ANZAC Day with my grandparents

It’s been nice to visit my grandparents now that I’m back in Australia. I’ve probably spent more time with them in the past four months than I did in the past ten years! My most recent visit was for ANZAC Day. It was a really special weekend, so I’ve put together some stories for you.

We went to the town’s ANZAC Day service together, all wearing rosemary for remembrance. My grandfather wore his WWII medals, and asked if I would like to wear my great-grandfather’s medals. I was honoured, and of course agreed to. My grandfather was so proud, and both of them took great pleasure in introducing me to every person they talked to (all weekend).

anzac

It was the first ANZAC Day service I can remember attending in Australia. The community aspect of it was new to me. The town has had an army base for a long time and now also has a military training school. A large group of trainees led the parade, which also included veterans of both the army and the emergency services. The town band played, and schools and community groups marched as well.

My grandfather only started attending the main service in the past few years. He has always attended the Dawn Service at the army base, but refused to attend the large service in town. He has never marched with other veterans. My grandmother talked about going without him for years, especially when their daughters were involved with the event. Pa once told me that he preferred observing ANZAC Day with a quiet remembrance of friends who died. He did not want to be held up as a hero, which is what marching felt like to him. It reminded me of something I liked about the dawn services in Beijing – there was a funereal feel, no sense of celebration.

Back at home we watched dawn services telecast from Anzac Cove (Gallipoli) in Turkey and also from Villers-Bretonneux in France. This year marked 100 years since the original dawn landing at Gallipoli, so it was a bigger deal than normal. Pa also showed me his box of war-related bits and pieces. In addition to his medals, he had his epaulets, the colours from his commando group, and his commemorative medallion celebrating 60 years since the end of WWII.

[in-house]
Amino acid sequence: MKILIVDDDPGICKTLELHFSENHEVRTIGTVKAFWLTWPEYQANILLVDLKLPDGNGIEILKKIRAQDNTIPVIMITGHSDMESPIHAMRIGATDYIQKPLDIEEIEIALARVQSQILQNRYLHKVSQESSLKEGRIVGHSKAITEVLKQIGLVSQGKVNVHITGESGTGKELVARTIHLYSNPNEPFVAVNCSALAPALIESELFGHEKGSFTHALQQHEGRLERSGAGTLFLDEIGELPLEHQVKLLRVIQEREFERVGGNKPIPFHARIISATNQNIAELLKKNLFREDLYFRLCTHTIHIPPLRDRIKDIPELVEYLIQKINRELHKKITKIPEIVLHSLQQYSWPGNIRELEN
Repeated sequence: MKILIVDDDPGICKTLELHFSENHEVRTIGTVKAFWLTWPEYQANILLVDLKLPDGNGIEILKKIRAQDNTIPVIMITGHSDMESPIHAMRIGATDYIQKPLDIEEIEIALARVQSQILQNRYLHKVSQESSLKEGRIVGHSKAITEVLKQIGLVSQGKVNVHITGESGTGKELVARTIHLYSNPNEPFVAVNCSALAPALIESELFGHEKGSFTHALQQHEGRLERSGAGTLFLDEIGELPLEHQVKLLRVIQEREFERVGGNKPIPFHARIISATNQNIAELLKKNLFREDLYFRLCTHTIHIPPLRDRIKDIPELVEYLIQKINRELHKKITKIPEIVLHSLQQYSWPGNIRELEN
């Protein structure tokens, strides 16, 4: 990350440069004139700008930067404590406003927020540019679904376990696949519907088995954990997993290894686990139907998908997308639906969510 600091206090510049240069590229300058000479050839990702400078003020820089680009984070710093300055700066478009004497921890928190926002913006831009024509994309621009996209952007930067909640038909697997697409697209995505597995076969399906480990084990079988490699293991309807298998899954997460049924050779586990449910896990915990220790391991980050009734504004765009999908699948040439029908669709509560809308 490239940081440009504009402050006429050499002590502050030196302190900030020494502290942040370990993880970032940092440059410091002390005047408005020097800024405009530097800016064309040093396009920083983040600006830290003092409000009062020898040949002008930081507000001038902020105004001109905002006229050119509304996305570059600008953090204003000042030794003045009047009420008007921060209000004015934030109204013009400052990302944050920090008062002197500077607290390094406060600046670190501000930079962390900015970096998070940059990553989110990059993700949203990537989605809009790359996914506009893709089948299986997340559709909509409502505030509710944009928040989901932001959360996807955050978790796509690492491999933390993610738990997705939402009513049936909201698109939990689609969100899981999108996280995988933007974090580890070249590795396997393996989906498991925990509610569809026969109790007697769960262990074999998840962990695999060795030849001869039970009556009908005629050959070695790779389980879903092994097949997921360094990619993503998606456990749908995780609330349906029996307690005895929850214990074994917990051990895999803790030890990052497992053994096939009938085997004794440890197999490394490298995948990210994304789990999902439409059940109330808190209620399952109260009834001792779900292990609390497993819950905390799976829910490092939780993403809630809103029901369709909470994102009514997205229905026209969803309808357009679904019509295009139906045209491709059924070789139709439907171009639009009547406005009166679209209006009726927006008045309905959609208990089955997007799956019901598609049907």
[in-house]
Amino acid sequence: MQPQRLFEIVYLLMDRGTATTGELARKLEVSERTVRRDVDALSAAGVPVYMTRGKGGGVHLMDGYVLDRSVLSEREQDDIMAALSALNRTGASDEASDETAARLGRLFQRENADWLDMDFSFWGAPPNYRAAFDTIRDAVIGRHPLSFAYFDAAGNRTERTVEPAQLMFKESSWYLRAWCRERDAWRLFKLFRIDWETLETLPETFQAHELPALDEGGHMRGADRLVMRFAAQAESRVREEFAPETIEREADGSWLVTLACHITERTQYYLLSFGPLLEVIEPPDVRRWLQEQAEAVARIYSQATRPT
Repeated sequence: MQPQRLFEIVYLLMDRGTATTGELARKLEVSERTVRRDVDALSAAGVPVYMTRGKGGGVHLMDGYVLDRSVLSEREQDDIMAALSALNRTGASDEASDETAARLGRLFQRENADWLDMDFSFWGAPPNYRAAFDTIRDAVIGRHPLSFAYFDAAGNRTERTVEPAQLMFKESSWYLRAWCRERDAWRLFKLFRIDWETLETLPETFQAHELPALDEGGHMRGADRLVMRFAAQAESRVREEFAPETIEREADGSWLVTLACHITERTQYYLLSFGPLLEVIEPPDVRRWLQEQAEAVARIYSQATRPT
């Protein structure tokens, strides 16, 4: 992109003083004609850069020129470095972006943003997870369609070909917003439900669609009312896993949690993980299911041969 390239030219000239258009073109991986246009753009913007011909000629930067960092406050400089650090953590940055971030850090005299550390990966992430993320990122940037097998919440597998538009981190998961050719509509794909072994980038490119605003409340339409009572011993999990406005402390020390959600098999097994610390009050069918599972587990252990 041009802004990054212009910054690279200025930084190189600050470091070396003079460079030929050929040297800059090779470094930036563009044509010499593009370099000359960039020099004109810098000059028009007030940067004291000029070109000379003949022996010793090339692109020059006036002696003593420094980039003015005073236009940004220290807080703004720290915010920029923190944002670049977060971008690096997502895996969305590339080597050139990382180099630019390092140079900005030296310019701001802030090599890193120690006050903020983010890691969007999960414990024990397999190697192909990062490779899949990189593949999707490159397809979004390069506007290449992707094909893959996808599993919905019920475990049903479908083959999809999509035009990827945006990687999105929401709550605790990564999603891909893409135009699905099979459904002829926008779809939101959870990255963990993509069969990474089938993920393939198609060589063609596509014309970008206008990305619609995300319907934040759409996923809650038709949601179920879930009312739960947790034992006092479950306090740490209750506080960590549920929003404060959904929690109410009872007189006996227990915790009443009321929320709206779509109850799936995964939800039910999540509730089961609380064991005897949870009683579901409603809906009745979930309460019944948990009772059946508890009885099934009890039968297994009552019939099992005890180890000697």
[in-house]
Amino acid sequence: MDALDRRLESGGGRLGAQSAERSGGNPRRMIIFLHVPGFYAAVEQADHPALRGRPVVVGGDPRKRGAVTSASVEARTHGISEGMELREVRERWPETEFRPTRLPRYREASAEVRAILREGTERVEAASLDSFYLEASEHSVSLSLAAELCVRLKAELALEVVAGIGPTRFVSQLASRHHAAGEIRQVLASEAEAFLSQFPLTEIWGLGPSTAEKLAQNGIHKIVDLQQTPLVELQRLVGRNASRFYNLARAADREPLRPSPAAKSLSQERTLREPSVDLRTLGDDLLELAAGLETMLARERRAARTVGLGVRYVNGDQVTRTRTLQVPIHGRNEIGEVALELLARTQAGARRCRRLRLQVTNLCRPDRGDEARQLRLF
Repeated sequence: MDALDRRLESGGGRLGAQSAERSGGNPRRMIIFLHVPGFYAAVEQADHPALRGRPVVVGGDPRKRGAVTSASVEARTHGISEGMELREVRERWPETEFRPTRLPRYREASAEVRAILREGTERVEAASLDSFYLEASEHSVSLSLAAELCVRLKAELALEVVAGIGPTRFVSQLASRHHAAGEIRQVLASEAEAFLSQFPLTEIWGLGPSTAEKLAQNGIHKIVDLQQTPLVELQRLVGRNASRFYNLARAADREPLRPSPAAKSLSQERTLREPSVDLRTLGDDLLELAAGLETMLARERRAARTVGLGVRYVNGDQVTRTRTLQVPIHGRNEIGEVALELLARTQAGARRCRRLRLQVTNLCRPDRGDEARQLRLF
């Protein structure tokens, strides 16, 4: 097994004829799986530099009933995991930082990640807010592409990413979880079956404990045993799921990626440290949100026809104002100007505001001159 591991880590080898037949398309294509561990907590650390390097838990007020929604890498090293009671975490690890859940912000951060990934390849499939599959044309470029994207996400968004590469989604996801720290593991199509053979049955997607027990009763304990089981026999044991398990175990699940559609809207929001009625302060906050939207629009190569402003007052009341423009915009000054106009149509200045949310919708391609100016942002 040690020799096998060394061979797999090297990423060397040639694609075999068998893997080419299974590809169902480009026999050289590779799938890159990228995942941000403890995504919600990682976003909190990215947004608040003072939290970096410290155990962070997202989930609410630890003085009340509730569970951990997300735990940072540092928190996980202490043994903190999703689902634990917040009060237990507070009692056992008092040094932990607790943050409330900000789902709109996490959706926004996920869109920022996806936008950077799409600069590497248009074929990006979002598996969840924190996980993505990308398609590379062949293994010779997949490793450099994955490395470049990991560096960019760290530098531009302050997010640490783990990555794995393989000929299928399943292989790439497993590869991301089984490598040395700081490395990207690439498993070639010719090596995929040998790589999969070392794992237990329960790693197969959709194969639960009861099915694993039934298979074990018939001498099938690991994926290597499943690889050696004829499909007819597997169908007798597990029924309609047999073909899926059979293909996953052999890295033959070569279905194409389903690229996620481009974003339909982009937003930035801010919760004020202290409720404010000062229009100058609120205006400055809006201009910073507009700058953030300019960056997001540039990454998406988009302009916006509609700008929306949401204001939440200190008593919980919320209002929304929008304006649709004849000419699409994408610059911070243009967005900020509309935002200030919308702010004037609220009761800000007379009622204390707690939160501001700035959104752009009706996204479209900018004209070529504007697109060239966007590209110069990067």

SingletonUC-organ-On Sunday I went to church with them – a church I have visited many times over three decades. It’s a lovely gothic style church building, opened in 1906. It has a pipe organ which was bought as a WWI memorial. It was installed in 1920 but probably dates to 1885 – and is still played every week. (There is more information about the organ, along with some lovely photos, on the Organ Historical Trust of Australia website.) The organ is only one of several memorials to fallen soldiers (particularly young men from the Singleton area) in the church. The local RSL had brought in poppies and Australian flags during the week to mark the memorials for ANZAC Day – including the plaques of veterans in the columbarium outside (where ashes are housed). After the service Pa led us outside to see my great-grandfather’s decorated plaque – where I discovered he was 96 when he died, not 94 as I’d always thought.

columbarium

When we got home, my grandfather gave me a very special gift – my great-grandfather’s bible. My grandparents gave it to my great-grandparents as a Christmas present 60 years ago, and Pa showed me the inscription he has carefully written by hand back then. (My mum was a little miffed that she wasn’t included, given that she was born 5 days before Christmas that year!) Pa also showed me a note my great-grandfather made the following Easter, on its “first use” – which I assume means it was used in church to read or speak from. Pa also flipped through showing me notes my great-grandfather had made (and sermon notes he had taped in) through the text, and told me to feel free to write my own notes in there.

ggdadbible

It was also my grandparents’ anniversary – they have now been married 63 years. I made a trip for their 60th anniversary party three years ago, and gave them a cross-stitch I’d done as a present. It has pride of place in their foyer and anyone who comes in the front door hears how their granddaughter made it for them.

Another special part of the weekend was the chance to hear some of my grandparents’ stories, especially of their experiences during WWII. Some I’d heard before but some were new to me. I love hearing about my family’s history. I’ll have to share some stories with you another time…

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2 thoughts on “ANZAC Day with my grandparents

  1. Pingback: A year away from China | Tanya's Stories

  2. Pingback: The oldest building in Ashfield | Stories From Tanya

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